In the light of recent research, these contradictions have, however mostly proved to be superficial and exaggerated. Increasing numbers have discovered that folk music and art music are in many respects connected and related with each other. They are related, because the elements accumulated in one are constantly under way to reach the other. ! Hungarian folk music, in the Eastern Part of Central-Europe, old Central-Asian patterns, Gregorian types, early-mediaeval hymn tunes, metric forms of the late Renaissance, Viennese Baroque and Rococo, italicising romantic melody turns have all survived up to our present day. Zoltan Kodaly gave an excellent summary of these relationships in his study entitled „Folk music and Art Music”(1941). „In folk music” he says „strictly speaking a new transcription, a variation is produced by the lips of the singer on every occasion. This operative power of unconditional ownership has been emphasised many times as anessential trait of the folk song. It used to exist also in higher art” (Here Kodaly calls attention to shakespeare, Bach, Handel and the great classic of Hungarian poetry, Janos Arany.)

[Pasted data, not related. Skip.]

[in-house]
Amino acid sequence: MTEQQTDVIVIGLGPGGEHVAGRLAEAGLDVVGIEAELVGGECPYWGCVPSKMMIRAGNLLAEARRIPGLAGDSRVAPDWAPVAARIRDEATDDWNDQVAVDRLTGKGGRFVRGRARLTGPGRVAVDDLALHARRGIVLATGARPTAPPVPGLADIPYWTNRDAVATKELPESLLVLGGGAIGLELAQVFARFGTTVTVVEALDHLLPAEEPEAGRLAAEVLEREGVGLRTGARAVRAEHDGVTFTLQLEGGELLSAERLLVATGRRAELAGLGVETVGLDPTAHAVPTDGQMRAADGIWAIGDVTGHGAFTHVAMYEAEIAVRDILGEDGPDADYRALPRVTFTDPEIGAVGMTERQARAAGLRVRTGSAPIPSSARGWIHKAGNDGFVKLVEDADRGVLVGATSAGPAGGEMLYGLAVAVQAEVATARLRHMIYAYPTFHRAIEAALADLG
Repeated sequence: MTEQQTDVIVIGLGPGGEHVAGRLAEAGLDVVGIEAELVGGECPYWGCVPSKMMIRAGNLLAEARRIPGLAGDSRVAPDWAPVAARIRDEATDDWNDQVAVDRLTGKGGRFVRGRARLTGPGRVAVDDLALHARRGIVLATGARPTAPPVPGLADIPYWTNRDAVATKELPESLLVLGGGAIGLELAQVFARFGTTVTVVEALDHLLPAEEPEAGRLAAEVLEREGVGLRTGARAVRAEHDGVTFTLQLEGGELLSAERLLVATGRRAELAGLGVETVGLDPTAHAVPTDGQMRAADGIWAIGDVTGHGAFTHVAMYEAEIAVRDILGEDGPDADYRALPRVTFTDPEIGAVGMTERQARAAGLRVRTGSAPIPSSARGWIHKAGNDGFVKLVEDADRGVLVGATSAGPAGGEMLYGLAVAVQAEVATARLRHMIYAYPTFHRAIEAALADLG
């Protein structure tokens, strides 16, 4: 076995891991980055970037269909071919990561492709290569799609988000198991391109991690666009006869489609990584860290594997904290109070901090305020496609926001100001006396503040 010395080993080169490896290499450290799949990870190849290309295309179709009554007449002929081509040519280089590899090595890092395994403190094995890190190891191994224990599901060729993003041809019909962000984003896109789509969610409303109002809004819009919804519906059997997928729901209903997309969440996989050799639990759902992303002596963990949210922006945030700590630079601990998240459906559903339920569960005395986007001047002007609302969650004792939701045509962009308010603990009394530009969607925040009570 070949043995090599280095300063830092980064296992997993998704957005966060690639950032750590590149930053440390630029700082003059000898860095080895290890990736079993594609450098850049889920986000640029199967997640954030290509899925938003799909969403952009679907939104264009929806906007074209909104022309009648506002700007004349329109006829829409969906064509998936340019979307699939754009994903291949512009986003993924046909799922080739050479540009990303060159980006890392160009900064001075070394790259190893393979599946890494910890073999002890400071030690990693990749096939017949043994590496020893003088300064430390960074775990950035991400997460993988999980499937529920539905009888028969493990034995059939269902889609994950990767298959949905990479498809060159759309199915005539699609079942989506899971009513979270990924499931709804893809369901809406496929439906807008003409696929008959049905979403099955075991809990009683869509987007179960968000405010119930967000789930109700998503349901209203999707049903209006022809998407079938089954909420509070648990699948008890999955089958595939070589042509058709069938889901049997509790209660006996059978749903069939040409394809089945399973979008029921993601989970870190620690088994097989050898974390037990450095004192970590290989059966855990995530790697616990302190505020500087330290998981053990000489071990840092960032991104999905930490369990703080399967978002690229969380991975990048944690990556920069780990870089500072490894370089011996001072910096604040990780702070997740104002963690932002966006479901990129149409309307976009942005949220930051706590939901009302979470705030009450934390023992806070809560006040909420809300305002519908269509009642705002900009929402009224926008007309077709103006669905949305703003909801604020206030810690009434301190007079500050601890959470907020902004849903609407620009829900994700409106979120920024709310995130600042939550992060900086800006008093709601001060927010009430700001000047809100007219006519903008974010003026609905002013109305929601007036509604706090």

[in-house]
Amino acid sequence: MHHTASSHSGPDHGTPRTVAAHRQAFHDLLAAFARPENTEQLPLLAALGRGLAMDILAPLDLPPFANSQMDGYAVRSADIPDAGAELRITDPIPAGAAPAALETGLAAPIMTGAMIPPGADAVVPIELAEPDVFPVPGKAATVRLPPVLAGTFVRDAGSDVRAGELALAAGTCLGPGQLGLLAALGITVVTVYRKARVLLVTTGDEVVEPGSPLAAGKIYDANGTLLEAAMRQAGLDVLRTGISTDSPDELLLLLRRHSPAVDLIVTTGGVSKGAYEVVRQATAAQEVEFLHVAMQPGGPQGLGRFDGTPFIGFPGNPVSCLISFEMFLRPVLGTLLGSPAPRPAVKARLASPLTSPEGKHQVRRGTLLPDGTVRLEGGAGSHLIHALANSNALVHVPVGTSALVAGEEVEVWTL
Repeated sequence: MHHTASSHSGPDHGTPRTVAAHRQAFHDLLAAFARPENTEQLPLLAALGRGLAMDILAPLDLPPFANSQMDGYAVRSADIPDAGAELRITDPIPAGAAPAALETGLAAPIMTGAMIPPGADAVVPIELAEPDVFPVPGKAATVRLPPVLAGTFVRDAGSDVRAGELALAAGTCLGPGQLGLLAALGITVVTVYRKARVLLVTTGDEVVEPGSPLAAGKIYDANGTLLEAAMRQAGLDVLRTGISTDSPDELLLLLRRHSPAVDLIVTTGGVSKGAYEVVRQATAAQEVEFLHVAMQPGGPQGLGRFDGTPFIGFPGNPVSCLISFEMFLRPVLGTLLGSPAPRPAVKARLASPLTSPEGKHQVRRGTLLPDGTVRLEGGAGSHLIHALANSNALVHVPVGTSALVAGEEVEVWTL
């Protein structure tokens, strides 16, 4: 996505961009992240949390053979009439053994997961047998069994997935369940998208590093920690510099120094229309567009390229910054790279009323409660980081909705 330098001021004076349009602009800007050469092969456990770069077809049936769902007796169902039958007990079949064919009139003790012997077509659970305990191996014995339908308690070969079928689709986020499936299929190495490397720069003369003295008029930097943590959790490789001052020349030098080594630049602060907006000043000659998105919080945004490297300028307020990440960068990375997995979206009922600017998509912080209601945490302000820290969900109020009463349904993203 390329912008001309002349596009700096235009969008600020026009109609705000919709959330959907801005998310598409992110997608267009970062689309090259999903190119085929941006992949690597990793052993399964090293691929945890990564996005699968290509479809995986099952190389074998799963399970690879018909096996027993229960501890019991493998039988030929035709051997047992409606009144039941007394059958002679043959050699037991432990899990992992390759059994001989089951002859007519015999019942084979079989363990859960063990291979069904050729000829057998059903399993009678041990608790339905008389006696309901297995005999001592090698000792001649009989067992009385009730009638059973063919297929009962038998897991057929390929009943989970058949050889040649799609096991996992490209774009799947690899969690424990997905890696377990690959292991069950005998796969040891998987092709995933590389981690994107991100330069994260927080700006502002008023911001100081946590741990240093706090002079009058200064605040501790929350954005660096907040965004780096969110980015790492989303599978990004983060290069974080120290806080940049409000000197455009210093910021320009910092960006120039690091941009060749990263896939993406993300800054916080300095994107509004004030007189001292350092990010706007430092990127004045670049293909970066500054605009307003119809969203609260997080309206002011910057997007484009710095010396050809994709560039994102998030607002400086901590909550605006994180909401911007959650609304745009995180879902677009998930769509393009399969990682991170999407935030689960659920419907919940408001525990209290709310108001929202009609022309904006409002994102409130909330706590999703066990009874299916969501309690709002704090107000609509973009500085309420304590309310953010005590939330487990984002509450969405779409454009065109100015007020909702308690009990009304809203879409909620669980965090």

Apparently, the mode of production is entirely different between Folk and Classical music, but is there? The slow variation of the existing material gradually leads to a new work through the links of tiny changes, this goes for any type of music including that of Folk. But looking closer at the history of music: does composition of so much individual character, showing no likeness to anything in existence, spring from the heads of composers?The early works of even the great masters are also mere imitations, often scarcely differing from the compositions of their predecessors. Their originality, their individual tones develop only step by step. The influence of others can be discovered and seen in their most original works. No one could have guessed the composer of Tristan from Wagner’s first operas. He was doubtful about himself at the age of thirty, because he found so much imitation, so many foreign influences in his own works. This was natural. The artist does not live in a vacuum, but in the company of other people; he feels and thinks like millions of other people; only he can express himself in a better way. A new type of song is developed from existing forms by slow variation, always growing more different, but hardly at a slower pace than that in art music. There, too, the appearance of a new style has been found to act like a revelation. In truth there is no essential difference between the two. There differences have been caused by historical, national and social stratifications. Folk music and Art music do not follow paths so wide apart, they follow a similar line. At the development of great, classical periods, folk music or popular music is thus always found to be present as stimulation and a model in endeavours towards simplicity.